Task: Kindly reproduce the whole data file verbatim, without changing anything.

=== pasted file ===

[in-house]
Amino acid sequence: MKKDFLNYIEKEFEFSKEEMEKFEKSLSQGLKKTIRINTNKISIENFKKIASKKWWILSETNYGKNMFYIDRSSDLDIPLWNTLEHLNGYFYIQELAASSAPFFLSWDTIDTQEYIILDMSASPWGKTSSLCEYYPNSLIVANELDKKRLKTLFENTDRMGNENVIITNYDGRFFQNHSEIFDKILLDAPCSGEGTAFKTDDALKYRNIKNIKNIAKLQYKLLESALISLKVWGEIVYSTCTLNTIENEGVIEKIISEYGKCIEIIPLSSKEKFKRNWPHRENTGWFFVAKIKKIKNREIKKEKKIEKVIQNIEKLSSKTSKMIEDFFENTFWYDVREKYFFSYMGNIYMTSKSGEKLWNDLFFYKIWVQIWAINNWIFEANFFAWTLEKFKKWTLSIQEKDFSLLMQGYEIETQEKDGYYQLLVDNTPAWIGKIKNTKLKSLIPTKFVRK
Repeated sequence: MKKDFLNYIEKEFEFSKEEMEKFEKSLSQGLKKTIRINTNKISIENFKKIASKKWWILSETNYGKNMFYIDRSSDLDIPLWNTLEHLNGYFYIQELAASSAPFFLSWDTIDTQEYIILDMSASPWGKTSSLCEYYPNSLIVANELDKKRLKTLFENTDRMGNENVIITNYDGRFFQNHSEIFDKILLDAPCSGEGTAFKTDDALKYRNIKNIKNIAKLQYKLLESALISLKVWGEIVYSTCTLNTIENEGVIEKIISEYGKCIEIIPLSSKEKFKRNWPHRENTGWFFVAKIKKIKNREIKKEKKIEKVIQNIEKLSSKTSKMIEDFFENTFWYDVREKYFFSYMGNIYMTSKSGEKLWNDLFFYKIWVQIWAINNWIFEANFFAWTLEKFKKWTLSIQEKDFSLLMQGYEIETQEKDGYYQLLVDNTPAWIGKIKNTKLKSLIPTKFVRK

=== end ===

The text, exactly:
[in-house]
Amino acid sequence: MKKDFLNYIEKEFEFSKEEMEKFEKSLSQGLKKTIRINTNKISIENFKKIASKKWWILSETNYGKNMFYIDRSSDLDIPLWNTLEHLNGYFYIQELAASSAPFFLSWDTIDTQEYIILDMSASPWGKTSSLCEYYPNSLIVANELDKKRLKTLFENTDRMGNENVIITNYDGRFFQNHSEIFDKILLDAPCSGEGTAFKTDDALKYRNIKNIKNIAKLQYKLLESALISLKVWGEIVYSTCTLNTIENEGVIEKIISEYGKCIEIIPLSSKEKFKRNWPHRENTGWFFVAKIKKIKNREIKKEKKIEKVIQNIEKLSSKTSKMIEDFFENTFWYDVREKYFFSYMGNIYMTSKSGEKLWNDLFFYKIWVQIWAINNWIFEANFFAWTLEKFKKWTLSIQEKDFSLLMQGYEIETQEKDGYYQLLVDNTPAWIGKIKNTKLKSLIPTKFVRK
Repeated sequence: MKKDFLNYIEKEFEFSKEEMEKFEKSLSQGLKKTIRINTNKISIENFKKIASKKWWILSETNYGKNMFYIDRSSDLDIPLWNTLEHLNGYFYIQELAASSAPFFLSWDTIDTQEYIILDMSASPWGKTSSLCEYYPNSLIVANELDKKRLKTLFENTDRMGNENVIITNYDGRFFQNHSEIFDKILLDAPCSGEGTAFKTDDALKYRNIKNIKNIAKLQYKLLESALISLKVWGEIVYSTCTLNTIENEGVIEKIISEYGKCIEIIPLSSKEKFKRNWPHRENTGWFFVAKIKKIKNREIKKEKKIEKVIQNIEKLSSKTSKMIEDFFENTFWYDVREKYFFSYMGNIYMTSKSGEKLWNDLFFYKIWVQIWAINNWIFEANFFAWTLEKFKKWTLSIQEKDFSLLMQGYEIETQEKDGYYQLLVDNTPAWIGKIKNTKLKSLIPTKFVRK